Raw data

The testing is quite trivial–compare dnstwist and twistrs-cli example against a list of domains that increase in char-length with each iteration.

The following is some of the raw data curated over initial tests. Each test was run 5 times and worst-case scenario was picked for both projects.


Note – for dnstwist, the tests were run with the --registered flag to ensure that only dns lookup is performed. Likewise, for twistrs only dns_resolvable() was run.

Domains Enriched

The objective behind this graph is to make sure that twistrs is on-par with dnstwist in terms of the results it yields. For all occasions, bar one, twistrs yields the same number of registered domains or higher.

There seems to be an odd edge-case with that during the time of writing is unknown, but is being tracked.

Execution Time

While the execution time for twistrs is still not fantastic, I am quite pleased at how linear the execution times are compared to dnstwist. This is particularly evident once we start reaching the longer domains.

There are no major concerns here. One interesting story is that earlier on, when implementing the Tokio mpsc example, I was still yielding sub-par results. Turns out that the previously DNS resolution itself, was not asynchronous. One StackOverflow question later and we found the case of the issue.

Performance Remarks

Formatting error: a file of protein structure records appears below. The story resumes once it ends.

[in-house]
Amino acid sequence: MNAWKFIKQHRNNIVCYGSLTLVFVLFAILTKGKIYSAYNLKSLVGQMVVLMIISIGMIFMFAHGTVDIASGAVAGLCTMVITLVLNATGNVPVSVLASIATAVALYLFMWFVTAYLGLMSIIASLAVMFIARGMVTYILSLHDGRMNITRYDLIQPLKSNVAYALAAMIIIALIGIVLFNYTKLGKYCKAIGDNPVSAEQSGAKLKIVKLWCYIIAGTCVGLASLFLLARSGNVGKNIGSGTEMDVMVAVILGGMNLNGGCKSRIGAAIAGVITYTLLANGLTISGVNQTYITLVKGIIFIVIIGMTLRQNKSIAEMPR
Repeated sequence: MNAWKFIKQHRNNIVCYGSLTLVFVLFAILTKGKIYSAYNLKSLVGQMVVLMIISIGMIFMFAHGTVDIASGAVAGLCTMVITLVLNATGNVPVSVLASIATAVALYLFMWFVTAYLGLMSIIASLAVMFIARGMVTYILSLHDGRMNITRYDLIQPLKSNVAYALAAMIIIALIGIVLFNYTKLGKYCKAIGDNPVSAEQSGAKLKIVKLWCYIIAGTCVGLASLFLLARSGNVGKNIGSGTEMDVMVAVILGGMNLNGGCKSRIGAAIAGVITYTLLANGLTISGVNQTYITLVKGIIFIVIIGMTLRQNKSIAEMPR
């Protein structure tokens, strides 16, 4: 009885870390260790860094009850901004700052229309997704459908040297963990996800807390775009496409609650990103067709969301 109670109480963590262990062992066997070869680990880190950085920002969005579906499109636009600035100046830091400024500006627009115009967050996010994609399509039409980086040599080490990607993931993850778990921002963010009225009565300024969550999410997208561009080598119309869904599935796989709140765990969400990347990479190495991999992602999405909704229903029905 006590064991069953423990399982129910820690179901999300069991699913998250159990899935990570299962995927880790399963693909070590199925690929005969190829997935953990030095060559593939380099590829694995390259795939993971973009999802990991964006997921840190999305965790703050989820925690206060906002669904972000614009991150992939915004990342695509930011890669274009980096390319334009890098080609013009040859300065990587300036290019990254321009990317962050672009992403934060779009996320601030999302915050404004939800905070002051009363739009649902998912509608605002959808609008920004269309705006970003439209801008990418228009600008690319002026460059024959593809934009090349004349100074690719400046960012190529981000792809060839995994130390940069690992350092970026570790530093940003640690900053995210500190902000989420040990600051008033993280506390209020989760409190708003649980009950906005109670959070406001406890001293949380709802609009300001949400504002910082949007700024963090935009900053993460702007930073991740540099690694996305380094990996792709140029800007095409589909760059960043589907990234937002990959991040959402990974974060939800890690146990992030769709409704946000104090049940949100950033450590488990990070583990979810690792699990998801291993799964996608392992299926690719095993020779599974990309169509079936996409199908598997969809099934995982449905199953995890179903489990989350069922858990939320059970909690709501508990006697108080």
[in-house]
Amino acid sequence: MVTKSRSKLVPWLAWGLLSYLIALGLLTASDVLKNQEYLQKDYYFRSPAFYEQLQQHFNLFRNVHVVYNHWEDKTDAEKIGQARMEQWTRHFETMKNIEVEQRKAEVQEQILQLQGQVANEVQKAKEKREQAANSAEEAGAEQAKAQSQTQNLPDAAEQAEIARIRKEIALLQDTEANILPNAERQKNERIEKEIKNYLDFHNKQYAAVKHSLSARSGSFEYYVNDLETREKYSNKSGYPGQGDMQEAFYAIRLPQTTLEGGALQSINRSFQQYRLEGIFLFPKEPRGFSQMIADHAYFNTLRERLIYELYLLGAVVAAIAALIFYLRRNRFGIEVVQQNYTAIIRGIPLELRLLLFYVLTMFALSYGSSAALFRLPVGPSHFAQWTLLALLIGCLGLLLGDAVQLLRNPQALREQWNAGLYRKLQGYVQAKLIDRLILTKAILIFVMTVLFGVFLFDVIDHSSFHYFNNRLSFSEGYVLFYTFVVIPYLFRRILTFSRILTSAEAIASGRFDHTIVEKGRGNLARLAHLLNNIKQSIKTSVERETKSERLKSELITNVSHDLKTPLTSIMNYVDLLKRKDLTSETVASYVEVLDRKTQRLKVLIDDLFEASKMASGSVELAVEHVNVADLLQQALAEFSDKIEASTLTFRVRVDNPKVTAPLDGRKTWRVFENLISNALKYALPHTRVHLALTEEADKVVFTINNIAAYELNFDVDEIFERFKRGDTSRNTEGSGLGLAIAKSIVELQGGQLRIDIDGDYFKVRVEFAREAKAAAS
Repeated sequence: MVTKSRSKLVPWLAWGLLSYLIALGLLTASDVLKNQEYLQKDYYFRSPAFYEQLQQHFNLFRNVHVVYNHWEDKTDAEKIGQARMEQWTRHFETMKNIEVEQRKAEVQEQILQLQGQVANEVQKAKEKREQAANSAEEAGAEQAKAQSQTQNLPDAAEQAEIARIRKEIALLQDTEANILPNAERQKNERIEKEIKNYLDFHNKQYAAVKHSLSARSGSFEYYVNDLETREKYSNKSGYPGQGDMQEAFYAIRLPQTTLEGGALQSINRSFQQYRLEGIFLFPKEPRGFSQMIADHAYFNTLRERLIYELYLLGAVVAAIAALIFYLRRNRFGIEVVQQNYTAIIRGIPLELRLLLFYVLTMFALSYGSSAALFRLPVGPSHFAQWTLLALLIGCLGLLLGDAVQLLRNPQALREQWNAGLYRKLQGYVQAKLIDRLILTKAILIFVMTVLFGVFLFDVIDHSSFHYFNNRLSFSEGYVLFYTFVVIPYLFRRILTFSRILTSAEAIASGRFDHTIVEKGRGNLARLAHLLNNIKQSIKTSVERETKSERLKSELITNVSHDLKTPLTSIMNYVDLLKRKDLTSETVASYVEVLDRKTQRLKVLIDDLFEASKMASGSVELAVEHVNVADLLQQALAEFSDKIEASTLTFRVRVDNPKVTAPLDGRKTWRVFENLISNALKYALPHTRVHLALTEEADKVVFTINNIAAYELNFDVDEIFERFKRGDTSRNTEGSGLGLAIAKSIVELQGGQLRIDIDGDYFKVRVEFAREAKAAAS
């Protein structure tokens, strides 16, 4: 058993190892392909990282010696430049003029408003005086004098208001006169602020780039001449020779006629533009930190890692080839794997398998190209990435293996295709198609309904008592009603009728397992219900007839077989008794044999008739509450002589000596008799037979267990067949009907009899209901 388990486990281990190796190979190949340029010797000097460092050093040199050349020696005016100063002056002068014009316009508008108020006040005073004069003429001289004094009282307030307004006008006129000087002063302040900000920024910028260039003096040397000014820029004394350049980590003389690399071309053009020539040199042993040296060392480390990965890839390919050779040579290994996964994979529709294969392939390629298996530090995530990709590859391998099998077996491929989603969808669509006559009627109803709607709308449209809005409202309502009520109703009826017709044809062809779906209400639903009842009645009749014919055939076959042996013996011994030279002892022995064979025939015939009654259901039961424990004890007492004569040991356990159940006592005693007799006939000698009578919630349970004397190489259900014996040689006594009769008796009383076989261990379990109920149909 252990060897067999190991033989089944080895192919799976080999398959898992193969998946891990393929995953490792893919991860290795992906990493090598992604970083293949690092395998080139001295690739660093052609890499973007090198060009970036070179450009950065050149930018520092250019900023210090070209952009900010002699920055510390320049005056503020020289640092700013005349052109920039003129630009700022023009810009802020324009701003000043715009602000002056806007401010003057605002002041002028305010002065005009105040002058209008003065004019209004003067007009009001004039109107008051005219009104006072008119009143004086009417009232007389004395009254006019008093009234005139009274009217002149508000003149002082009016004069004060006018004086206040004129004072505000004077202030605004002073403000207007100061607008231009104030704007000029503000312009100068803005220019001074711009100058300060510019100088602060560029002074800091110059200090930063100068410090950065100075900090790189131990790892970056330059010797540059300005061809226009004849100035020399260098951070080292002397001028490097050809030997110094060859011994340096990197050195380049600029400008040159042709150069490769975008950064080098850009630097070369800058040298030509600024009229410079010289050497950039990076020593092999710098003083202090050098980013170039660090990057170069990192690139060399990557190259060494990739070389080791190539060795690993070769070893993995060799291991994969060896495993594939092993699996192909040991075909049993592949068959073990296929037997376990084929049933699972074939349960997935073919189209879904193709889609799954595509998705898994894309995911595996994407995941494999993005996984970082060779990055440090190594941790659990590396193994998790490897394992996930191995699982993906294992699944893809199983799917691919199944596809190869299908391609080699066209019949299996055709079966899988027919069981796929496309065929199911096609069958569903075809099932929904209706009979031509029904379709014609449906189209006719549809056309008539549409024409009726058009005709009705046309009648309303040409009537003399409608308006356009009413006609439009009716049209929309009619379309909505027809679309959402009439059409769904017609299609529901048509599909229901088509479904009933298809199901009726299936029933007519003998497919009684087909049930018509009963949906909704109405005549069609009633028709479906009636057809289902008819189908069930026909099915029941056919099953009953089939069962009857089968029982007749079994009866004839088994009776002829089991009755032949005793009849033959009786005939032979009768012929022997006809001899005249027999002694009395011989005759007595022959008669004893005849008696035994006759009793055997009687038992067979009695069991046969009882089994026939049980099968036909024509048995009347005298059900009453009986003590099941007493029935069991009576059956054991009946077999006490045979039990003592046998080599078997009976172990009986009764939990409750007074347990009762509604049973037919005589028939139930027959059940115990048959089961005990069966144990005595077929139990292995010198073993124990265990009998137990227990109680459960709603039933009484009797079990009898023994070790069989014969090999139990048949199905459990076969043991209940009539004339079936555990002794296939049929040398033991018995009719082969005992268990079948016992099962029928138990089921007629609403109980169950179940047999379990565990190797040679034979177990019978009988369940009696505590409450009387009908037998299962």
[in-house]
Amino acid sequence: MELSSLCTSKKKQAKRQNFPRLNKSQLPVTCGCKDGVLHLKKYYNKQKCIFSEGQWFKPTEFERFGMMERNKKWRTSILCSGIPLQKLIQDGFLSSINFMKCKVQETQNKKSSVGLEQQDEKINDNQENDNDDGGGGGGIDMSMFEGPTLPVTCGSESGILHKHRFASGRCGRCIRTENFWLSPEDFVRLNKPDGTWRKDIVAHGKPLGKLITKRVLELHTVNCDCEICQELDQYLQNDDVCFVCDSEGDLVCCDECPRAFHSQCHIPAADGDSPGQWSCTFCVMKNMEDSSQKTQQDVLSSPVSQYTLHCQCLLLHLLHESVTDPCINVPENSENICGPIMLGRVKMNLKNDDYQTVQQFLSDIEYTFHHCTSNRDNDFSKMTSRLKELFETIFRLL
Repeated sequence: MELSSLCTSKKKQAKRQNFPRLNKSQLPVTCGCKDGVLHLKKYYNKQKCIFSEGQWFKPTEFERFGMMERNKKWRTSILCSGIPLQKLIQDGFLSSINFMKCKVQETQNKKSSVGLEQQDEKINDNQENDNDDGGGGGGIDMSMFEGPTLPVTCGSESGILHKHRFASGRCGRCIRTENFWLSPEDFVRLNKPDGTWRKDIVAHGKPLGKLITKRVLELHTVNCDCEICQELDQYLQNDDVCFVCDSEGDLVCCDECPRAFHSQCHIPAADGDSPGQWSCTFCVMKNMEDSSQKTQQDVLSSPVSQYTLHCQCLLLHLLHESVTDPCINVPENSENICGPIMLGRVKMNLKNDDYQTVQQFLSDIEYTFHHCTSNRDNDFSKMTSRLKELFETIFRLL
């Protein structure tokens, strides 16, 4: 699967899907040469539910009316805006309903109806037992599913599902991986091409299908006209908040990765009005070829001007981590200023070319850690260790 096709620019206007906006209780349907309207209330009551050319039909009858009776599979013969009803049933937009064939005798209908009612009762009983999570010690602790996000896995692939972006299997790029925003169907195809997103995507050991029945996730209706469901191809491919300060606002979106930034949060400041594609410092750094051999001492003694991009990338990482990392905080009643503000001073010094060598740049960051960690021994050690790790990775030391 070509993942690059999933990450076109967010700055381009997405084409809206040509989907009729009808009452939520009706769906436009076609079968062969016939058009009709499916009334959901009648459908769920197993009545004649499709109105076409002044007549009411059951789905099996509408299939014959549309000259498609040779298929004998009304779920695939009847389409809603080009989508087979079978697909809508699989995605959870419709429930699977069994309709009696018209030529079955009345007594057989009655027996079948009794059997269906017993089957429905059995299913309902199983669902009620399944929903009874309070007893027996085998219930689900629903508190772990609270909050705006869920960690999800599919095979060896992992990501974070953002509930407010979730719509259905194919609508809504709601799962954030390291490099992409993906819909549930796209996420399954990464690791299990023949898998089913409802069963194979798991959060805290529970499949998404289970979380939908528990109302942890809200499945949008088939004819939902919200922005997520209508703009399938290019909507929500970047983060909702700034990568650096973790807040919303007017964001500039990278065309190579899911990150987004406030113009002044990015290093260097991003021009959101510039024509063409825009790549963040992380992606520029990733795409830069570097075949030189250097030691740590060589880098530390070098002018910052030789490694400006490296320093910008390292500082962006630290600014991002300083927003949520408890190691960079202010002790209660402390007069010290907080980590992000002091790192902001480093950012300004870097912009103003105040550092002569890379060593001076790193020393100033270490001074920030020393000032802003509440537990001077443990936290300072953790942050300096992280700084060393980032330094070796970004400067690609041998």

In my first attempt to take a closer look at the internals I decided to profile the CLI example and generate a flamegraph. My initial assumption was that most of the execution time would be allocated to host lookups, however that took 10.8% of total execution time. Instead, most of the time was actually absorbed by Tokio for task scheduling and context switching. I am not quite sure what to make of this just yet; I am more than open to suggestions.

Some other possible ideas revolve around order of performing the host lookups and additonally, being a bit more selective about the permutations that we bother to lookup. As interesting as bitsquatting might be for example, if it generates 5% of permutations, but yields results 0.01% of times, it may not be worth the additional overhead(?).



I have started documenting the library so that it’s available on I wanted to mention how fantastic the ecyosystem is for this. The cargo utilities, the automated hosting of docs, the granularity of the documentation itself, is absolutely fantastic, especially coming from the Python world.

Lastly the library is still in early beta stage (0.1.0-beta) but it’s available on should you wish to play around with it.

Next Steps

There are still a couple of things to really get out of the way quickly, particularly:


The goal in the future is to come up with some interesting client implementations of twistrs. Possible open-sourcing or providing a free tool such as dnstwister to the public to subscribe to interesting events happening on their domains that is possibly more developer-friendly.

With that I mind, I thank anyone for getting to this point. I would love to hear your thoughts and feedback on the project and interesting ways to take the project further.anyone

1 2: (pg 13., fig 13.) 3: